An experienced prosecutor and executive director of the Maryland State's Attorneys Association, Dario Joseph Broccolino describes himself as an outsider with no special-interest ties to the county's criminal justice system.
Those qualities, he said, make him an ideal candidate for Howard County state's attorney.
Mr. Broccolino, 49, of Ellicott City, filed to enter the Democratic race for state's attorney on July 5, the last day the county Board of Elections accepted filings.
If elected, said Mr. Broccolino, said he would put the concerns of victims and citizens before the interests of defense attorneys, judges and police officers.
"We are going to become advocates for no special interest groups, but to all individuals," he said. "Everybody starts the same. The people on the 'in' may not like that. The people on the 'out' will have an opportunity to make their mark."
Mr. Broccolino faces Michael Allen Weal, chief of the Howard State's Attorney's District Court Division, in the Sept. 15 primary. Two Republicans, Marna Lynn McLendon and Joseph Fleischmann II, also have entered the race.
State's Attorney William Hymes, who has been the county's state's attorney for 16 years, is not seeking another four-year term.
Mr. Broccolino acknowledged that like the other candidates, he rates crime as the No. 1 issue. But he said he has the experience and the ideas to fight crime and address the public's concerns about crime.
Mr. Broccolino, who has lived in the county 20 years, is married and has two children. He received his law degree from the University of Baltimore in 1970 and worked as a city prosecutor in Baltimore from 1971 to 1988, handling cases ranging from fraud to murder.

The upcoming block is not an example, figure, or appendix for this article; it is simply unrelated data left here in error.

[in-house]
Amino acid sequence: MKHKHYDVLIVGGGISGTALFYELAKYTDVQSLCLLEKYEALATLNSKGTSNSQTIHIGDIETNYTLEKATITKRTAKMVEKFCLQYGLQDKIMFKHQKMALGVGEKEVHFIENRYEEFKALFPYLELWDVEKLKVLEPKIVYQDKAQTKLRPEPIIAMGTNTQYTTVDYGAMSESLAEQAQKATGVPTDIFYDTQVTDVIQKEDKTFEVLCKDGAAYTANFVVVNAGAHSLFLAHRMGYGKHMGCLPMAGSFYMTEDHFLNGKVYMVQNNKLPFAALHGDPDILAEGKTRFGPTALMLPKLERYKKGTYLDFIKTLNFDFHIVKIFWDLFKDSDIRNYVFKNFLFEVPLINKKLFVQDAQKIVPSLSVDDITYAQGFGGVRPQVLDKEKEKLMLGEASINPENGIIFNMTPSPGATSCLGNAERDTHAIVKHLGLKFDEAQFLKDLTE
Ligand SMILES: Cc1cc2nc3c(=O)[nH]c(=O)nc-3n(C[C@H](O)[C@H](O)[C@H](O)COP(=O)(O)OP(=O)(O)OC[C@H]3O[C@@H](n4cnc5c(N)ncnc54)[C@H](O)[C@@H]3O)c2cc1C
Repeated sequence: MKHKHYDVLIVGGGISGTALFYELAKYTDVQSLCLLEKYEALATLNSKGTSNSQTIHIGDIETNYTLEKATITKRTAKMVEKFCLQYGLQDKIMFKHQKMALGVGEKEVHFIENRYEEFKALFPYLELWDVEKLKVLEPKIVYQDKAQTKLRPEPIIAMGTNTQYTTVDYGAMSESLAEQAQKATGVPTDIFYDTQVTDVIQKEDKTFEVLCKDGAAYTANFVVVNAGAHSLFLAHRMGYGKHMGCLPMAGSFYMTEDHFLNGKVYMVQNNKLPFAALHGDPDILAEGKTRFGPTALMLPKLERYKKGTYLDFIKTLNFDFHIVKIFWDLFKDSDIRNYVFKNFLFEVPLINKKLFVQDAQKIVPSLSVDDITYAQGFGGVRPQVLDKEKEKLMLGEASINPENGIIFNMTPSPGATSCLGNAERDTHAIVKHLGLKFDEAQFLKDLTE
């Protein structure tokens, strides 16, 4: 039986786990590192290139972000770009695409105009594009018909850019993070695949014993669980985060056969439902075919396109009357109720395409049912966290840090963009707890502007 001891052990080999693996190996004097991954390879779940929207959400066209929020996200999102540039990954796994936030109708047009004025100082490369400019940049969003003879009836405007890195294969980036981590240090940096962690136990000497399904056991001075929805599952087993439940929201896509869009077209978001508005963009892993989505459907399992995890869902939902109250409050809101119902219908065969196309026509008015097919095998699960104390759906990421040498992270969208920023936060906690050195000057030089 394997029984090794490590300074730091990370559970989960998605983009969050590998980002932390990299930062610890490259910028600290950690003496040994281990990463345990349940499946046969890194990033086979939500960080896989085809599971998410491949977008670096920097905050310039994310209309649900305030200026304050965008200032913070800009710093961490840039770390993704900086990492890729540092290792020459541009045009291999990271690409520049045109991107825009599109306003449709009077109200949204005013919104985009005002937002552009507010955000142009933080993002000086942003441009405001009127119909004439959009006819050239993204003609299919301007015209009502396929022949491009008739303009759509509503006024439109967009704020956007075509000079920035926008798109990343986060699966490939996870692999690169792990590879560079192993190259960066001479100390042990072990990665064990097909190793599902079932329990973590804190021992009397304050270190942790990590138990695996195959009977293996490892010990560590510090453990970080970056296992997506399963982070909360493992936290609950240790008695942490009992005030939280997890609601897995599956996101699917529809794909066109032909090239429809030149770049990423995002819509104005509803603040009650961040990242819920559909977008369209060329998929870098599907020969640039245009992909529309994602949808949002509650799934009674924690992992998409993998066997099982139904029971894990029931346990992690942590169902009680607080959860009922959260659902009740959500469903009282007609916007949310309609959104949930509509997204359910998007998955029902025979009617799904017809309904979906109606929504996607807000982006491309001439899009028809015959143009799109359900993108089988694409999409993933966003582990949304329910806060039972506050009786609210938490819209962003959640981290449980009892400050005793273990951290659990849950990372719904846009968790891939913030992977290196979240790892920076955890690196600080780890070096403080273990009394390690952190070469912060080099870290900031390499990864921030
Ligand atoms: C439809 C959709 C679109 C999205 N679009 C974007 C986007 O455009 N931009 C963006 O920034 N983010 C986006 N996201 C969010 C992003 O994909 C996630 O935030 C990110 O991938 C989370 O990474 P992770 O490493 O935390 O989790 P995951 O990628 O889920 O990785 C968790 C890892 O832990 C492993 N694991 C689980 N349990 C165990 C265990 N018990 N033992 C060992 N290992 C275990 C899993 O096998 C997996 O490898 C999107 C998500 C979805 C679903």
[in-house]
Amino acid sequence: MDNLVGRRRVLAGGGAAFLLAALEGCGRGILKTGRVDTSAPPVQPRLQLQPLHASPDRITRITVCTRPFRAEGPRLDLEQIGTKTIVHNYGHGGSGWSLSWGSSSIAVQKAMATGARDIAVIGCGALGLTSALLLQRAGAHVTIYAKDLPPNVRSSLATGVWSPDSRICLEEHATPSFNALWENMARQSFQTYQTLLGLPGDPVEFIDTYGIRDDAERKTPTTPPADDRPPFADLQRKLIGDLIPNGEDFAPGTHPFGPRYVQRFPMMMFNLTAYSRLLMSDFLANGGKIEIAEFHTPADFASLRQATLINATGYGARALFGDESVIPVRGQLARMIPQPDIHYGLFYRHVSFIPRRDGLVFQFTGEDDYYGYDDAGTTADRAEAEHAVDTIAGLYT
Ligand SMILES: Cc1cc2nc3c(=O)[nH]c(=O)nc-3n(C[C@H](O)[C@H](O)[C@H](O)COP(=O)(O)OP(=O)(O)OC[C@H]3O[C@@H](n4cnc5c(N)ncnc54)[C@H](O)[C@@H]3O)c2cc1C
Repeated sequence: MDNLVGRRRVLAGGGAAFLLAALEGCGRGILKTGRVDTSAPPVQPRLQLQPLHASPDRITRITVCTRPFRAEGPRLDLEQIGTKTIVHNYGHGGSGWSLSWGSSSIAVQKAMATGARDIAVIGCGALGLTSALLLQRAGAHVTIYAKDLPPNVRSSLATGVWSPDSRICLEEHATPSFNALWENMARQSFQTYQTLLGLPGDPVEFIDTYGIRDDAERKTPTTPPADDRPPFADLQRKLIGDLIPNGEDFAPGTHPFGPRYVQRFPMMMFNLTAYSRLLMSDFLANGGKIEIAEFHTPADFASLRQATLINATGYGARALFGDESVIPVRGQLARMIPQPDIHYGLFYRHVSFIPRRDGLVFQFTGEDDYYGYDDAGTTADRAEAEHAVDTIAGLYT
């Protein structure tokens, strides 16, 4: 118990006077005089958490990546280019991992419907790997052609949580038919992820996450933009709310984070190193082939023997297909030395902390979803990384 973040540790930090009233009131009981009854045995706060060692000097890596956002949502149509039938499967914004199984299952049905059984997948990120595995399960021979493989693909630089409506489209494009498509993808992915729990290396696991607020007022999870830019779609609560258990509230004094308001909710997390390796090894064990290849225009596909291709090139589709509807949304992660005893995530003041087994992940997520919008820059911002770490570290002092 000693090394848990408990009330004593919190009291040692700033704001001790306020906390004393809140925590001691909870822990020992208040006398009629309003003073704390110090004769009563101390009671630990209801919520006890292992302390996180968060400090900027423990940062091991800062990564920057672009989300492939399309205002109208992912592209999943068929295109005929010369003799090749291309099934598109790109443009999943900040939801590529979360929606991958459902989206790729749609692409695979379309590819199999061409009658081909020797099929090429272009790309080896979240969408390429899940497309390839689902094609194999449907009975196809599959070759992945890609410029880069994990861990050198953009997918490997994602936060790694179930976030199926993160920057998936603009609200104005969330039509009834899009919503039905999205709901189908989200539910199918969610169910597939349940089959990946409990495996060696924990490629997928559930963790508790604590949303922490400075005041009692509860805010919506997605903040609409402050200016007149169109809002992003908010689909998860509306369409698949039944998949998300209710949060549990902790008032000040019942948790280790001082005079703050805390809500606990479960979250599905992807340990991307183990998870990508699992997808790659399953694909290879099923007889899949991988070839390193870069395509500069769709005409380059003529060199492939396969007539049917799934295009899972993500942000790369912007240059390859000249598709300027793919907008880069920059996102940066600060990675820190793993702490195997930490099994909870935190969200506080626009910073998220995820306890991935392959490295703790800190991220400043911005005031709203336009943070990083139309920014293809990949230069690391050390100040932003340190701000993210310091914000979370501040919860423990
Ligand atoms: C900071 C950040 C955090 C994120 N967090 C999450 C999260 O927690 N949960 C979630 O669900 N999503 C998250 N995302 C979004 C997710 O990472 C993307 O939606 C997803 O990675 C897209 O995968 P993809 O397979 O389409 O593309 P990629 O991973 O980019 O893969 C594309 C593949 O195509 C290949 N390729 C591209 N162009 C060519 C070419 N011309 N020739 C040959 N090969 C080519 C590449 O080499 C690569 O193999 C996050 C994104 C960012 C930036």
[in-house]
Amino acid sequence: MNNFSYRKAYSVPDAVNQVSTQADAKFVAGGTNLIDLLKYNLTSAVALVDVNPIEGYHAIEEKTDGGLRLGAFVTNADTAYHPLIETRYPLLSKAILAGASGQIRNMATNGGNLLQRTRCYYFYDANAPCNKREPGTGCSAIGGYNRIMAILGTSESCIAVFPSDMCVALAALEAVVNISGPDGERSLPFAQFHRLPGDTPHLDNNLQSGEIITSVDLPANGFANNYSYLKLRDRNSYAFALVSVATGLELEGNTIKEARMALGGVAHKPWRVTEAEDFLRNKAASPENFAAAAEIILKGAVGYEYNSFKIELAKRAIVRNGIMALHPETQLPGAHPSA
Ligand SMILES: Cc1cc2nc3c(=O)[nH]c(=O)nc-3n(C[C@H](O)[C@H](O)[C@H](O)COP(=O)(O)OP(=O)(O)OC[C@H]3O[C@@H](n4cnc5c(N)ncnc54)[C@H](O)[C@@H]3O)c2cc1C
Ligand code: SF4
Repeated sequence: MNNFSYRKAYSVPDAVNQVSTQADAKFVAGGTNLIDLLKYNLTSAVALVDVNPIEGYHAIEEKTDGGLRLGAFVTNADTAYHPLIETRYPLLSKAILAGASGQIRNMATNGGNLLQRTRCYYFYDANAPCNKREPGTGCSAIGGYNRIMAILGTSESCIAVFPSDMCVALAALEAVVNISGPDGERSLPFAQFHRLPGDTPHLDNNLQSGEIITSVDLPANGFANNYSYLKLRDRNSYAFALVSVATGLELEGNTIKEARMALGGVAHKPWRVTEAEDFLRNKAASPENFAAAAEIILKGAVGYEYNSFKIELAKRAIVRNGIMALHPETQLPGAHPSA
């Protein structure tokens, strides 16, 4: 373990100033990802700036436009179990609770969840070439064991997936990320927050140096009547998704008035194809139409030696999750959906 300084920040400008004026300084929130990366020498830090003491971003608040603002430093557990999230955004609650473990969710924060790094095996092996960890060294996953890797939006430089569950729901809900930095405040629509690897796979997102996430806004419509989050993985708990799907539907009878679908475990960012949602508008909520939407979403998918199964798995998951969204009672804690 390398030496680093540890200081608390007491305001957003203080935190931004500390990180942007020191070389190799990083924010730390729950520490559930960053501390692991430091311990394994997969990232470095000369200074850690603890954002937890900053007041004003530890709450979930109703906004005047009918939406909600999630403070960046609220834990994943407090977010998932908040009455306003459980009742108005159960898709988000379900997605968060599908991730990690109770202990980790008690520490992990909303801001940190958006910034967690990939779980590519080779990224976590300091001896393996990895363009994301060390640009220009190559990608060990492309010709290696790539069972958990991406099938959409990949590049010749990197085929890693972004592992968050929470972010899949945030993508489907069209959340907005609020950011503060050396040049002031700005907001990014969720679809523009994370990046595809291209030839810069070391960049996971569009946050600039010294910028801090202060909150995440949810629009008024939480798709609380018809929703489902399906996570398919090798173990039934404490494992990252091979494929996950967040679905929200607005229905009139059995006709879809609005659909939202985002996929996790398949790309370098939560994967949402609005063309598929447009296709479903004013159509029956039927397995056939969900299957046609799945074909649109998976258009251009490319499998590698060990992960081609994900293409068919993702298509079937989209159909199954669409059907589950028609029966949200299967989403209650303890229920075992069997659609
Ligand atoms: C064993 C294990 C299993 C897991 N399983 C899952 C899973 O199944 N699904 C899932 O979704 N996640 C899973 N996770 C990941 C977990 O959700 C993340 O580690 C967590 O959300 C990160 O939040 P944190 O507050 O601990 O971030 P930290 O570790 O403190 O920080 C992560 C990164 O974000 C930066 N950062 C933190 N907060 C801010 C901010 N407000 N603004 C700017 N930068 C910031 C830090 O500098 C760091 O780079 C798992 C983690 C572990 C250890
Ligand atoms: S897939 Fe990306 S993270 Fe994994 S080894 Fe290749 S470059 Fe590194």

He became director of the State's Attorneys Association in 1988. His duties include organizing educational courses for the group's 500 members.
The position also has provided an opportunity to see what works and what doesn't work in state's attorneys' offices across Maryland, said Mr. Broccolino, who hopes to bring some of the successful programs to Howard.
One of his ideas is to require the office's 22 prosecutors to work evening hours on a rotating schedule so citizens can call to get information on cases. Mr. Broccolino also would like to establish an advisory board of citizens, police officers, defense attorneys and court officials who would hold forums where people can address crime-related issues.
Another idea is to publish lists of people convicted of some crimes, particularly drunken driving, in the hope that the publicity would deter others. Mr. Broccolino acknowledged that his late start in the primary puts him at a disadvantage to Mr. Weal. However, he said he didn't enter the race sooner because his job at the State's Attorneys Association had been funded by a federal grant, prohibiting him from seeking elected office. The association began paying his salary as of July 1.
Mr. Broccolino said he believes Mr. Weal, who has been campaigning since last July, already has much support within the Democratic Party and the county's legal community.
But he said he will use advertisements, mailings and door-to-door visits to promote his ideas and position as an outsider.
"I would rather go into this office maintaining my independence," Mr. Broccolino said. "If I had to go into this office with a cartload of IOUs, I'd rather not do it."